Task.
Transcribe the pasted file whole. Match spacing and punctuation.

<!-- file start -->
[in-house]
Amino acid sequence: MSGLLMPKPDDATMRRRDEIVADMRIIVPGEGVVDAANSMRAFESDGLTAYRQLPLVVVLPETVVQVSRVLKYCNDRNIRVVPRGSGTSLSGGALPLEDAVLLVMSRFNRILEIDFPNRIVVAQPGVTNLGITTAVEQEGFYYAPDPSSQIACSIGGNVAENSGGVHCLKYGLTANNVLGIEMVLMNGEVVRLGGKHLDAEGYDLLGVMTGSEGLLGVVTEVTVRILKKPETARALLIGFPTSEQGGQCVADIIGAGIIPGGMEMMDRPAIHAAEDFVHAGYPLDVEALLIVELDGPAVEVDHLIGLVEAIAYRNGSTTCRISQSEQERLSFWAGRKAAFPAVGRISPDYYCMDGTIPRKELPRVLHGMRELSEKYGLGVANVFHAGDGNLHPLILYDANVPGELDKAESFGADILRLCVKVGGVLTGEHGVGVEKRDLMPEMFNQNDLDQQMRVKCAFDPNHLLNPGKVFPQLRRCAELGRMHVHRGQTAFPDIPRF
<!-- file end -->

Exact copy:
[in-house]
Amino acid sequence: MSGLLMPKPDDATMRRRDEIVADMRIIVPGEGVVDAANSMRAFESDGLTAYRQLPLVVVLPETVVQVSRVLKYCNDRNIRVVPRGSGTSLSGGALPLEDAVLLVMSRFNRILEIDFPNRIVVAQPGVTNLGITTAVEQEGFYYAPDPSSQIACSIGGNVAENSGGVHCLKYGLTANNVLGIEMVLMNGEVVRLGGKHLDAEGYDLLGVMTGSEGLLGVVTEVTVRILKKPETARALLIGFPTSEQGGQCVADIIGAGIIPGGMEMMDRPAIHAAEDFVHAGYPLDVEALLIVELDGPAVEVDHLIGLVEAIAYRNGSTTCRISQSEQERLSFWAGRKAAFPAVGRISPDYYCMDGTIPRKELPRVLHGMRELSEKYGLGVANVFHAGDGNLHPLILYDANVPGELDKAESFGADILRLCVKVGGVLTGEHGVGVEKRDLMPEMFNQNDLDQQMRVKCAFDPNHLLNPGKVFPQLRRCAELGRMHVHRGQTAFPDIPRF